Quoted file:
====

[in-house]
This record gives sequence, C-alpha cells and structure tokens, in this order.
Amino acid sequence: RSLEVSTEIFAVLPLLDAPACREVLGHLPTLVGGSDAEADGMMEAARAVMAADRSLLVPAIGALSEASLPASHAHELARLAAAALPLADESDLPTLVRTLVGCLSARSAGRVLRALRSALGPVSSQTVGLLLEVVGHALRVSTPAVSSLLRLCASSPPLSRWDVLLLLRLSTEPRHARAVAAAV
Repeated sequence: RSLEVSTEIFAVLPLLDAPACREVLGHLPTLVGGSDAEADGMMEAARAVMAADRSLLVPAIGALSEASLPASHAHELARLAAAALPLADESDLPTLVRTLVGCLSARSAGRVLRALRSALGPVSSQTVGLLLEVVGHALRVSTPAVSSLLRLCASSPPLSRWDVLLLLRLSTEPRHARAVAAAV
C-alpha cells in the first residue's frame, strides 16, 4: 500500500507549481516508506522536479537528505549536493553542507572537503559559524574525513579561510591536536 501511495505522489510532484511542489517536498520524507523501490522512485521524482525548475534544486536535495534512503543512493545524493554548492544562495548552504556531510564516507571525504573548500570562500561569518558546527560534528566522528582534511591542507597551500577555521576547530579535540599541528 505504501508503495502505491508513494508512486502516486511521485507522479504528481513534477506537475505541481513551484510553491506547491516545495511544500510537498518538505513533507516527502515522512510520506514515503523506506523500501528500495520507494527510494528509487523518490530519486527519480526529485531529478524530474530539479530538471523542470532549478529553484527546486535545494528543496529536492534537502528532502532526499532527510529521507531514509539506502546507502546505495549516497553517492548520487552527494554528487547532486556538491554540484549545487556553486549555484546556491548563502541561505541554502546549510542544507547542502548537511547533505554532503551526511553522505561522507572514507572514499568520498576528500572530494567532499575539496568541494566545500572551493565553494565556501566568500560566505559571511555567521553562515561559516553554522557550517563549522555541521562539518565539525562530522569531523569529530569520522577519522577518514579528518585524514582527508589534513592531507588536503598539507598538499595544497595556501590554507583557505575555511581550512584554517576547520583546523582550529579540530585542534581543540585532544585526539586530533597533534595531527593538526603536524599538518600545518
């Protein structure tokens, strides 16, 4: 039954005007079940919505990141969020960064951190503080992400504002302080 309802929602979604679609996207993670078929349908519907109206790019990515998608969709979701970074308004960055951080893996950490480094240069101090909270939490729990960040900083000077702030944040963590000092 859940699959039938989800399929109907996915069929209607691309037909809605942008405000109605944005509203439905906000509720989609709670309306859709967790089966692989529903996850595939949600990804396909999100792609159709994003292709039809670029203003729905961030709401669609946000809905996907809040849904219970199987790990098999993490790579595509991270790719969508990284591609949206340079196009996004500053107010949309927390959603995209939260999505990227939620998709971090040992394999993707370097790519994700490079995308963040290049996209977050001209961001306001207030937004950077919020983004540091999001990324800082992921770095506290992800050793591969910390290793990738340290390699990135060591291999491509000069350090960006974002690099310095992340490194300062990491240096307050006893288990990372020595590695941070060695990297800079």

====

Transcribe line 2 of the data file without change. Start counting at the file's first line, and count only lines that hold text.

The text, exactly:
This record gives sequence, C-alpha cells and structure tokens, in this order.